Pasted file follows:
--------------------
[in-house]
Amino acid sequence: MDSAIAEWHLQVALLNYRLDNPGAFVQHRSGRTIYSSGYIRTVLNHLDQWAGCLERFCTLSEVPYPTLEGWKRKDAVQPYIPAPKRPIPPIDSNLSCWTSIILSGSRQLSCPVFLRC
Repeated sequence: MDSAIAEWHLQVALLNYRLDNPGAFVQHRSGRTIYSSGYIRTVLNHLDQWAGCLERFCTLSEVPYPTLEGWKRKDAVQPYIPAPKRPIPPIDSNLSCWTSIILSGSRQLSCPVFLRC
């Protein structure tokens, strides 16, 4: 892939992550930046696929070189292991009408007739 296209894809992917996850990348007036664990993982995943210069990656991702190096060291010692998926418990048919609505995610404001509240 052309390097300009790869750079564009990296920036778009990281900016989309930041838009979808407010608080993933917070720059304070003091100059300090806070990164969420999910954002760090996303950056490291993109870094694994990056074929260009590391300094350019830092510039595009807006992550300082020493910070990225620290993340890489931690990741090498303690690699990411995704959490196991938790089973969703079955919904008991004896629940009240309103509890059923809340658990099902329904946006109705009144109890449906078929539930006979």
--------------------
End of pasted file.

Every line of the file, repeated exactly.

[in-house]
Amino acid sequence: MDSAIAEWHLQVALLNYRLDNPGAFVQHRSGRTIYSSGYIRTVLNHLDQWAGCLERFCTLSEVPYPTLEGWKRKDAVQPYIPAPKRPIPPIDSNLSCWTSIILSGSRQLSCPVFLRC
Repeated sequence: MDSAIAEWHLQVALLNYRLDNPGAFVQHRSGRTIYSSGYIRTVLNHLDQWAGCLERFCTLSEVPYPTLEGWKRKDAVQPYIPAPKRPIPPIDSNLSCWTSIILSGSRQLSCPVFLRC
């Protein structure tokens, strides 16, 4: 892939992550930046696929070189292991009408007739 296209894809992917996850990348007036664990993982995943210069990656991702190096060291010692998926418990048919609505995610404001509240 052309390097300009790869750079564009990296920036778009990281900016989309930041838009979808407010608080993933917070720059304070003091100059300090806070990164969420999910954002760090996303950056490291993109870094694994990056074929260009590391300094350019830092510039595009807006992550300082020493910070990225620290993340890489931690990741090498303690690699990411995704959490196991938790089973969703079955919904008991004896629940009240309103509890059923809340658990099902329904946006109705009144109890449906078929539930006979």